With the help of Thu Khong, the college Webmaster, the RCC library has expanded its web site with a new look and many new features. You may want to make the library’s web page (http://www.rcc.mass.edu/lib) a Favorite on your desktop browser. Here is a selection of new features now available. More are coming.
· Need to check a quick fact? Go to the Resources section for E-Reference tools: online dictionaries, encyclopedias, almanacs, thesauri and a whole range of other quick reference tools, many from Yahoo! and the Librarian’s Index to the Internet.
· Read the morning paper. Also in the Resources section. Under E-Journals and Newspapers are today’s edition of online versions of the Boston Globe, New York Times, Wall Street Journal, Christian Science Monitor, and USA Today as well as current issues of the Atlantic Monthly, Chronicle of Higher Education and other online journals.
· Search the Net. Select the Search the Internet section of Resources and choose from nine of the most popular search engines, all in one place, with descriptions of pros and cons of each.
· Under Guides and Instruction—Internet Research Guide, find:
o Library Research. Online tutorials from several university libraries on how to write a college research paper.
o Citing Sources. Rules for citing sources for research papers using APA and MLA formats.
o Tutorials on how to use Internet search engines and evaluate websites to distinguish the gems from the trash.
The ability to search 15 library databases from your home computer is the most important improvement in the new web page. Altogether, the library has access to 35 databases, containing millions of journal articles. Before December 2001, these were available from only 3 computers in the library itself. In that month, accessibility was expanded to 15 new library computers and to the rest of the 500 computers on campus. As dramatic as this improvement was, students began asking immediately, “Can we download database articles from home?” And rightly so! Students at every other Massachusetts community college can do this, why not RCC students? Over the past six months, the library has been working to bring this about. Now the databases of the Gale Group, including the popular Infotrac, are available from home.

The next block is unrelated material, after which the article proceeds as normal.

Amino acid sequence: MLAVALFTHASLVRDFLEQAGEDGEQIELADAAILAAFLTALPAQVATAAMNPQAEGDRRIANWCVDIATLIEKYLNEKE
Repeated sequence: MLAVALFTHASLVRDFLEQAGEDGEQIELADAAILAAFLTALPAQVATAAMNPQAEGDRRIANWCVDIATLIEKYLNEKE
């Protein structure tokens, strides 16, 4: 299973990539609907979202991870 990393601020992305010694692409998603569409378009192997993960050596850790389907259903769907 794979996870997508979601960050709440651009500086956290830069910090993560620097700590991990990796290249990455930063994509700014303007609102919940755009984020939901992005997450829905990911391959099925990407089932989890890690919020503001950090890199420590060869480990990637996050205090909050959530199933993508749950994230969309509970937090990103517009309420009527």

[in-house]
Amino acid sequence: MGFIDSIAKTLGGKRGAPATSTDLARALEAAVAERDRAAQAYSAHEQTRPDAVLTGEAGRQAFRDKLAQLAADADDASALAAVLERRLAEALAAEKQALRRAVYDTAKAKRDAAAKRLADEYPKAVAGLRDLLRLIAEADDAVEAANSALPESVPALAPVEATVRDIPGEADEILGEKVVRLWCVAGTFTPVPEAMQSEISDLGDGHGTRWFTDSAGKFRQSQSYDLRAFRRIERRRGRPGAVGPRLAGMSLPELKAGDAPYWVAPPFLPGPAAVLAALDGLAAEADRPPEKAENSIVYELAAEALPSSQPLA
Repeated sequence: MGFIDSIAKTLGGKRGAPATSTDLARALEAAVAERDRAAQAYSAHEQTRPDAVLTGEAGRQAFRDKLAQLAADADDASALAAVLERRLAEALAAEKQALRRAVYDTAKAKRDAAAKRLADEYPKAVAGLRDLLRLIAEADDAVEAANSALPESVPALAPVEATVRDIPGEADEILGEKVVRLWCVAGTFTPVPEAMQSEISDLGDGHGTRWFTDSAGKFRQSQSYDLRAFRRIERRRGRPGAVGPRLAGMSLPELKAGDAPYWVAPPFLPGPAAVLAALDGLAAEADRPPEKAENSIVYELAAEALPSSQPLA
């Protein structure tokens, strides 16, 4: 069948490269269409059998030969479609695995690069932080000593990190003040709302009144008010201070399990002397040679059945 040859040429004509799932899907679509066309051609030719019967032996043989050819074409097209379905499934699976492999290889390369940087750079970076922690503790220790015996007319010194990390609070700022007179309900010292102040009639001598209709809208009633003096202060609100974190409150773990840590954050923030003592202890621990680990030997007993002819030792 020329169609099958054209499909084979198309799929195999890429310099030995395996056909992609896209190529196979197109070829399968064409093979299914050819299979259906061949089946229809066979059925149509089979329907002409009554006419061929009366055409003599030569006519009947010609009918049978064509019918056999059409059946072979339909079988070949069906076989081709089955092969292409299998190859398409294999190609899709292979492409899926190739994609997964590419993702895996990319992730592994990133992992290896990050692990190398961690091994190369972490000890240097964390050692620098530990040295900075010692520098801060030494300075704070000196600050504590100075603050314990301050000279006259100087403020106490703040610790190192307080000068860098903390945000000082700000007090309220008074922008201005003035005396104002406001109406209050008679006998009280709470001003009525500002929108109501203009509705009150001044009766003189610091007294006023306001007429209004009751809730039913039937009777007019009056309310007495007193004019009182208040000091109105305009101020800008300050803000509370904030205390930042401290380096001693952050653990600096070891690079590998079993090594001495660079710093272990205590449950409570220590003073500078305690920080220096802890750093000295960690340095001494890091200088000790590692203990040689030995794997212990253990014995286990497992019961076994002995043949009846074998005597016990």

To get access from your home computer, go to the Electronic Resources page of the library’s website and choose the Off Campus option for the selected databases. You will need to type in your RCC library ID number, which you can get by coming to the library and registering to be a library user. For the rest of the databases, the library has negotiated agreements with other vendors to permit all 35 databases to be available from home in the near future. In the meantime, all of them continue to be available from every college computer. If, for some reason, you cannot get them from yours, call the IT Helpdesk at x5555 to get the problem fixed.